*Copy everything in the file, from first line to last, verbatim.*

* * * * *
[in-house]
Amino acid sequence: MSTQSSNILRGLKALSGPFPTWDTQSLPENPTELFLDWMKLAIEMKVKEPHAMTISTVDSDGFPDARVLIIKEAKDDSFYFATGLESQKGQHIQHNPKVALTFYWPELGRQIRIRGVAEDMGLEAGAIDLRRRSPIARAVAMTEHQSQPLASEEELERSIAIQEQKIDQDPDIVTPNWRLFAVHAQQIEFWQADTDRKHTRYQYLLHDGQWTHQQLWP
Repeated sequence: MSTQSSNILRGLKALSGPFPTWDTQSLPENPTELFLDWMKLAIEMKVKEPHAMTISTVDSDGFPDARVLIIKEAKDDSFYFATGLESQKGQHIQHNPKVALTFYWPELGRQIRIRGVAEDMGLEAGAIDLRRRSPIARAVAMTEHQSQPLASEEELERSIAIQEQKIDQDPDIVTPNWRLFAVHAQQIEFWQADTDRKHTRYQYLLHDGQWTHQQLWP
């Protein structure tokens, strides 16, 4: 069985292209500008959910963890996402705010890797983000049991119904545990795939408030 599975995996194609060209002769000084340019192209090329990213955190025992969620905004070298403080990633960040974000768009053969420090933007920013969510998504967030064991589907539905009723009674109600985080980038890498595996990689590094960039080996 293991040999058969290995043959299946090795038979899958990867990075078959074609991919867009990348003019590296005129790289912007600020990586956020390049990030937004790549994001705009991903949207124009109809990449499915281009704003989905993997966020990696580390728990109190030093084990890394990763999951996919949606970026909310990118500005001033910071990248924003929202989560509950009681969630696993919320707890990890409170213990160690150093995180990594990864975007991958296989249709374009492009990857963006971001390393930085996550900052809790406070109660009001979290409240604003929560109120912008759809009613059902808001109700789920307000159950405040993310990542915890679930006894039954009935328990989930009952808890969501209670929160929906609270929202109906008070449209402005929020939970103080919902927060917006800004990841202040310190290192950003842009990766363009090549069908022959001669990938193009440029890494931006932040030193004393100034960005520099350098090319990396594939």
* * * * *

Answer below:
[in-house]
Amino acid sequence: MSTQSSNILRGLKALSGPFPTWDTQSLPENPTELFLDWMKLAIEMKVKEPHAMTISTVDSDGFPDARVLIIKEAKDDSFYFATGLESQKGQHIQHNPKVALTFYWPELGRQIRIRGVAEDMGLEAGAIDLRRRSPIARAVAMTEHQSQPLASEEELERSIAIQEQKIDQDPDIVTPNWRLFAVHAQQIEFWQADTDRKHTRYQYLLHDGQWTHQQLWP
Repeated sequence: MSTQSSNILRGLKALSGPFPTWDTQSLPENPTELFLDWMKLAIEMKVKEPHAMTISTVDSDGFPDARVLIIKEAKDDSFYFATGLESQKGQHIQHNPKVALTFYWPELGRQIRIRGVAEDMGLEAGAIDLRRRSPIARAVAMTEHQSQPLASEEELERSIAIQEQKIDQDPDIVTPNWRLFAVHAQQIEFWQADTDRKHTRYQYLLHDGQWTHQQLWP
């Protein structure tokens, strides 16, 4: 069985292209500008959910963890996402705010890797983000049991119904545990795939408030 599975995996194609060209002769000084340019192209090329990213955190025992969620905004070298403080990633960040974000768009053969420090933007920013969510998504967030064991589907539905009723009674109600985080980038890498595996990689590094960039080996 293991040999058969290995043959299946090795038979899958990867990075078959074609991919867009990348003019590296005129790289912007600020990586956020390049990030937004790549994001705009991903949207124009109809990449499915281009704003989905993997966020990696580390728990109190030093084990890394990763999951996919949606970026909310990118500005001033910071990248924003929202989560509950009681969630696993919320707890990890409170213990160690150093995180990594990864975007991958296989249709374009492009990857963006971001390393930085996550900052809790406070109660009001979290409240604003929560109120912008759809009613059902808001109700789920307000159950405040993310990542915890679930006894039954009935328990989930009952808890969501209670929160929906609270929202109906008070449209402005929020939970103080919902927060917006800004990841202040310190290192950003842009990766363009090549069908022959001669990938193009440029890494931006932040030193004393100034960005520099350098090319990396594939």